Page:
Of special interest is the booth-like area at the rear of the soda fountain room, which showcases how a pharmacist would have produced most of the medicines sold in the drugstore around the turn of the twentieth century. This area contains equipment for weighing and measuring, formulating medicines as pills, tablets, powders, and liquids, as well as boxing, bottling, and corking them. | Creator: Gail Grainne Whitchurch View File Details Page

Museum

Museum

An estimated three million visitors have come to the Hook's Drug Store Museum since its opening in 1966. It is owned and operated by the non-for-profit Hook's Drug Foundation. | Source: Hook's Drug Store Museum View File Details Page

Original Purpose

Original Purpose

The Better Babies Building was designed especially for the annual Better Babies Contests by architects Kopf and Deery, who also designed other notable Indianapolis buildings such as Shortridge High School at 3401 North Meridian Street. | Source: Indiana State Archives, Indiana Commission on Public Records. View File Details Page

Spectators at Indiana State Fair, 1930

Spectators at Indiana State Fair, 1930

The heavily-attended and popular annual Better Babies Contests were sponsored by the Indiana State Board of Health and supervised by Ada E. Schweitzer, M.D. Earlier in her career, she had worked in the Board's Laboratory of Hygiene and had been a colleague of Dr. Helene Knabe, whose office-home is also on this tour. | Source: Indiana State Archives, Indiana Commission on Public Records. View File Details Page

1921 Fair Events

1921 Fair Events

This advertisement listed the Better Babies Contests among the major events of the 1921 Indiana State Fair, under "Day and Evening Features." The ad also provides additional context for the era: Ironically because it was--and still is--considered to be a major failure of the Allies, with whom the United States was an associated power during World War I, the long and bloody Dardanelles Campaign of 1915 was remembered at the 1921 Indiana State Fair. A "lavish spectacle and superb fireworks display" centered on this tragedy was one of the "Two Big Night Shows." | Source: Indianapolis Star View File Details Page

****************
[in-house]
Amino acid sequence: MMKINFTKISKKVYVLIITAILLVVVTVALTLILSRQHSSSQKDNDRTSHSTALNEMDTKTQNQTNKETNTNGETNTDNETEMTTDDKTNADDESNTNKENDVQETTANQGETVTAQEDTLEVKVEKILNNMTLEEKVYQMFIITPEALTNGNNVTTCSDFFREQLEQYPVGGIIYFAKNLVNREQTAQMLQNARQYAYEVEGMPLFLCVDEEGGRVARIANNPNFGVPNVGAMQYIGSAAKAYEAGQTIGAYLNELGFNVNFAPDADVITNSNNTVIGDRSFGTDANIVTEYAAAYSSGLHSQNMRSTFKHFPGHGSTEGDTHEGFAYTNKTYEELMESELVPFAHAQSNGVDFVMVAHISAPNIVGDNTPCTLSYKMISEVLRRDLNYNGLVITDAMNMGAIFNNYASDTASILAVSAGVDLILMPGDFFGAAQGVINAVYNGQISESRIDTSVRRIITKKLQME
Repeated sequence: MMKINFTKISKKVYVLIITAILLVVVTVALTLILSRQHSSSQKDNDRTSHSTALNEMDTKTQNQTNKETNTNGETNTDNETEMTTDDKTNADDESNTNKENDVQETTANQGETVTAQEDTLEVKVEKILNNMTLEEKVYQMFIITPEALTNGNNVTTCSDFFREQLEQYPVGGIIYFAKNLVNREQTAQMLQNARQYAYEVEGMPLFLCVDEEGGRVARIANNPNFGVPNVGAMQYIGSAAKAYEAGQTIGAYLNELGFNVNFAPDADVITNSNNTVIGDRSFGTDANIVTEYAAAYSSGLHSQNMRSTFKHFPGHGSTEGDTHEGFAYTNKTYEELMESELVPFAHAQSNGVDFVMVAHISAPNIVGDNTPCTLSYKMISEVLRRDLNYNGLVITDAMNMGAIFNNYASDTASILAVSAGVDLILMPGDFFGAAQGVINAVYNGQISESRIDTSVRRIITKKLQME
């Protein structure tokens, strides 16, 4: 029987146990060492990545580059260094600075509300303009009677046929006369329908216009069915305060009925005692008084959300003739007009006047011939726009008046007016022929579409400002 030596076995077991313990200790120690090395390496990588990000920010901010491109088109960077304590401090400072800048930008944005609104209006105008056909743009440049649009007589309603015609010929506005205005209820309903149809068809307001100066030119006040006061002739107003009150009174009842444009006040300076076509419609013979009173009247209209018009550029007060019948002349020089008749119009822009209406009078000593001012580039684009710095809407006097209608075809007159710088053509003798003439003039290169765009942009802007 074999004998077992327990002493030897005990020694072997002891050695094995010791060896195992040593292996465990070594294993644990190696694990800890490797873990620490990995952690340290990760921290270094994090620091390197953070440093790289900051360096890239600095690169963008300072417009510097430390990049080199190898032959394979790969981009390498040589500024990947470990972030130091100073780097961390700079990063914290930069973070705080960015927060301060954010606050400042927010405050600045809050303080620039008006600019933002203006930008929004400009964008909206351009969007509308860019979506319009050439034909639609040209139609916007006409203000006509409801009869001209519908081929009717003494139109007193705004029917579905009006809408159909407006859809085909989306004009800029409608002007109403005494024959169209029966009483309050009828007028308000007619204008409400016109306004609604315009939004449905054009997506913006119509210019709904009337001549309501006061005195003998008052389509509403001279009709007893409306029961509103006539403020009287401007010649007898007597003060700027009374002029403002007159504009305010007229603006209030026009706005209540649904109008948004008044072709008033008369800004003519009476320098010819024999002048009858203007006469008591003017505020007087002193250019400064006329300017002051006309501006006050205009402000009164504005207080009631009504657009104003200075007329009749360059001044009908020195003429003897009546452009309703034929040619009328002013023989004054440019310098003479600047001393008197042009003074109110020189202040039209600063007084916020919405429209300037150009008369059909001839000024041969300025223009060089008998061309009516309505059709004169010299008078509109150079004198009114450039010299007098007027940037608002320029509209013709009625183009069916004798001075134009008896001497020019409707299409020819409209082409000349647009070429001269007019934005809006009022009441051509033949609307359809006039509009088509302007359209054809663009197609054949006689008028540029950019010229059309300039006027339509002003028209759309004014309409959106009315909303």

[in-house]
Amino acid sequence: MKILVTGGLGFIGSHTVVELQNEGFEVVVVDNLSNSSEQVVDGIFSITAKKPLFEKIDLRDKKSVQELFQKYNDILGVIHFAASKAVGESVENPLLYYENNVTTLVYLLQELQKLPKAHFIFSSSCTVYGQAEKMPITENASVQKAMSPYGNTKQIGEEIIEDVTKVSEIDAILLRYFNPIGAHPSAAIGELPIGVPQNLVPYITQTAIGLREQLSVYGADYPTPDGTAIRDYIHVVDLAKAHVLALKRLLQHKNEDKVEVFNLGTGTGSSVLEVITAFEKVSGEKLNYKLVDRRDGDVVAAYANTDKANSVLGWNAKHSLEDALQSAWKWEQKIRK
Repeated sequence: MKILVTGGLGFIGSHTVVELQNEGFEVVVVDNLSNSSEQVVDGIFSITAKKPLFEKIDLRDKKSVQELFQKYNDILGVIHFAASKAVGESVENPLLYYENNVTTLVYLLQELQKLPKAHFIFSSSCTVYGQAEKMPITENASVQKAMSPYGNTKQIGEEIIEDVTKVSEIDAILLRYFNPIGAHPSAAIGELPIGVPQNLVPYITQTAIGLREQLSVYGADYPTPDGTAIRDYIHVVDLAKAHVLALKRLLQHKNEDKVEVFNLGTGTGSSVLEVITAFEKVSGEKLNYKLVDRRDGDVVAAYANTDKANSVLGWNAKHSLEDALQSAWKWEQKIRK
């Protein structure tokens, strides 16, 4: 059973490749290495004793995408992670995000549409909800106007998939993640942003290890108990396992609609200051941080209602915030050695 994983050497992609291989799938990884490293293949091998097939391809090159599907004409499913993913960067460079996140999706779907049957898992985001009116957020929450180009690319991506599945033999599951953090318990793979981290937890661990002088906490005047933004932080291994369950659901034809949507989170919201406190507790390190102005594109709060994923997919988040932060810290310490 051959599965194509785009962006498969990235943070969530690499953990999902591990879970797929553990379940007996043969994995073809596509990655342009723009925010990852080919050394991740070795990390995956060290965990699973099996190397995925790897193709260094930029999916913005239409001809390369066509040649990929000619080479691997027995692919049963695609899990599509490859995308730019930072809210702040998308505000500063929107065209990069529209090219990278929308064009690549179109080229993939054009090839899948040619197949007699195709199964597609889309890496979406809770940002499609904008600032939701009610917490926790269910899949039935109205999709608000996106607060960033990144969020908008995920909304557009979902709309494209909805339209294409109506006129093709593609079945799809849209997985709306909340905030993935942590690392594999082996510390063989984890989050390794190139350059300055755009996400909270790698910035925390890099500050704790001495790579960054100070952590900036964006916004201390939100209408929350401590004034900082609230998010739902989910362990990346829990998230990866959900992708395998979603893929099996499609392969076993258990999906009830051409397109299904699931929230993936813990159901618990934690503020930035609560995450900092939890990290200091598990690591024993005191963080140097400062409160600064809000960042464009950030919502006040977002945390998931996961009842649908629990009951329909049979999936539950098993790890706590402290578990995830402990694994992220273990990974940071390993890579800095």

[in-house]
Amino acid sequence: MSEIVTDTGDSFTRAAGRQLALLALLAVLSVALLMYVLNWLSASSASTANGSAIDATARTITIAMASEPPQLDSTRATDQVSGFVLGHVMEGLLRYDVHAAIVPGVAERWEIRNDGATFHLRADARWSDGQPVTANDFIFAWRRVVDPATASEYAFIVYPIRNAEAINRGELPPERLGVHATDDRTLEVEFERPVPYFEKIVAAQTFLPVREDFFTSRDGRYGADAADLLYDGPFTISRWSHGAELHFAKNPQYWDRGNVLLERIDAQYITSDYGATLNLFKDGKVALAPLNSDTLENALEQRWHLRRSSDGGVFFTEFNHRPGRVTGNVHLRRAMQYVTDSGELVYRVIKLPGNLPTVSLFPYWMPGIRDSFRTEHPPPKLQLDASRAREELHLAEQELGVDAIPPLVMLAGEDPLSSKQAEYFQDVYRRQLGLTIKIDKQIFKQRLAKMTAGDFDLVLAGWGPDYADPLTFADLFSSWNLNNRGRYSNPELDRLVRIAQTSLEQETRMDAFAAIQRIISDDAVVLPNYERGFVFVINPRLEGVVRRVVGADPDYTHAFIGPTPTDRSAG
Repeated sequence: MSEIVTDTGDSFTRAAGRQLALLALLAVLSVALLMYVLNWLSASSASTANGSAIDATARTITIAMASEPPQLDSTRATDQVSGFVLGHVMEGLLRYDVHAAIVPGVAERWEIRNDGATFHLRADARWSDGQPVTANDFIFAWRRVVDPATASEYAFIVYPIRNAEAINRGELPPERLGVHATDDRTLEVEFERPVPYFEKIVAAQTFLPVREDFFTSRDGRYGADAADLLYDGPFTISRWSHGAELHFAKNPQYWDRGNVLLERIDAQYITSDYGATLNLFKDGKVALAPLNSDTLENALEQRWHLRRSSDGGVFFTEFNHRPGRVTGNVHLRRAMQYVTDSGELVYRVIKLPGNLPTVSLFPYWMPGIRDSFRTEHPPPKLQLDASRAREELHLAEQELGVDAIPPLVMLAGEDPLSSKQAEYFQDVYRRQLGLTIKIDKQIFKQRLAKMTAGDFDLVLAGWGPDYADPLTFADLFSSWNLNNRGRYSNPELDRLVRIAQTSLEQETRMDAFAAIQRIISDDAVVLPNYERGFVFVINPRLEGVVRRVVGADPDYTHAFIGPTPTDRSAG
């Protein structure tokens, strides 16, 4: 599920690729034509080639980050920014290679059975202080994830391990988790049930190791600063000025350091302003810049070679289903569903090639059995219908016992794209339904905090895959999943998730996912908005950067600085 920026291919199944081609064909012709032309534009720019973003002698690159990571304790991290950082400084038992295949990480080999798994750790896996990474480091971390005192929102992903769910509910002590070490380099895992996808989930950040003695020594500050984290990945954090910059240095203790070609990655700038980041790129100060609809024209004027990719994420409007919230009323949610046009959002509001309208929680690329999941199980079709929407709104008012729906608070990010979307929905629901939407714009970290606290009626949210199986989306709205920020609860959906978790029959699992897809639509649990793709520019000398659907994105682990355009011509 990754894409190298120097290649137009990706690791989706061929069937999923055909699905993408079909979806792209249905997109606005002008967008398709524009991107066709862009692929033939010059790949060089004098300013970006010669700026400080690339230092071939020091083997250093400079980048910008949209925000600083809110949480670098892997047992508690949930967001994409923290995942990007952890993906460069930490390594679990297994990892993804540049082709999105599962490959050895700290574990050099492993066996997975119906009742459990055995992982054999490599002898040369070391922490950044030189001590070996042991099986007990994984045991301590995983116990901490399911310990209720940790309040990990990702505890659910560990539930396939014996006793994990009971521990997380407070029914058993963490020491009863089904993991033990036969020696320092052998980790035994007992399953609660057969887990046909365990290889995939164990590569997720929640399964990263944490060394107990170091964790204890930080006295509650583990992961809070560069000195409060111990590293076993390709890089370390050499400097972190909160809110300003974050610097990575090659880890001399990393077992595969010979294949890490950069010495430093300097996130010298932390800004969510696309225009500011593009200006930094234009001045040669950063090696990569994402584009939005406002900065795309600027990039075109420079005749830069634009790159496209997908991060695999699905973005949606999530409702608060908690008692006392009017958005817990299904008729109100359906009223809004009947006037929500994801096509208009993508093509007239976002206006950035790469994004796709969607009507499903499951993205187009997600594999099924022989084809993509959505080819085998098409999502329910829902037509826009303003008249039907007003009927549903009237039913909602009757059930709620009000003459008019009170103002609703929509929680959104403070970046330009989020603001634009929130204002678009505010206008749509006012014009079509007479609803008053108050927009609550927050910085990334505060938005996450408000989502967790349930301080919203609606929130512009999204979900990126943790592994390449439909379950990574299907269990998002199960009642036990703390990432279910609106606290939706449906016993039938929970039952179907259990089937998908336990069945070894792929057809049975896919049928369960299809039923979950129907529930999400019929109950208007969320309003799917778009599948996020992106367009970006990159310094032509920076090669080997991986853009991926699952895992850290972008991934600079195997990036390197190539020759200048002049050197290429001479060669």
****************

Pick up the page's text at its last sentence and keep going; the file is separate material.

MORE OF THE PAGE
Eugenics Influence

Eugenics Influence

Free at Better Babies Contests, the "Indiana Baby Book" contained parenting tips, with eugenics principles sprinkled throughout. The caption reads, "These healthy children were born of healthy, normal parents. Weak, diseased parents produce weak, diseased children." | Source: "Indiana Baby Book," 2nd ed., 1920, from IUPUI Center for Digital Scholarship | Creator: Indiana State Board of Health View File Details Page

Eugenics Marker - 1

Eugenics Marker - 1

This state historical marker is located on the east lawn of the Indiana State Library, 140 North Senate Avenue, Indianapolis. It provides a brief overview of Indiana's key role in the now-infamous national and international social movement called eugenics, which lasted from about the late 1800s to the mid-1930s. | Creator: Indiana Historical Bureau View File Details Page

Eugenics Marker - 2

Eugenics Marker - 2

In 1907, Indiana was the first state in the country to pass a eugenics law requiring sterilization of the "feebleminded" people in state custody (that is, institutionalized people who had intellectual disabilities). Mandatory sterilizations were halted in 1909 and declared unconstitutional in 1921. Appeals followed, but all of Indiana's sterilization laws had been repealed by 1974. The last of similar laws restricting some marriages were repealed in 1977. | Creator: Indiana Historical Bureau View File Details Page

Hook's Drug Store

Hook's Drug Store

Located on the Indiana State Fairgrounds near the 38th Street gate, Hook's Drug Store Museum is open annually during state fairs, occasionally during the year, and by appointment. Its architectural design seems to be a commercialized version of the Arts and Crafts bungalow style that was popular when it was built in 1927. | Creator: Kurt Lee Nettleton View File Details Page

Street Address:

1202 E 38th St, Indianapolis, IN 46205 [map]

Official Website:

http://www.indianastatefair.com/fairgrounds/

Cite this Page:

Gail Gráinne Whitchurch, Indiana Division of Historic Preservation and Archaeology, “Hook's Drug Store,” Discover Indiana, accessed October 19, 2018, http://indyhist.iupui.edu/items/show/14.

Share this Story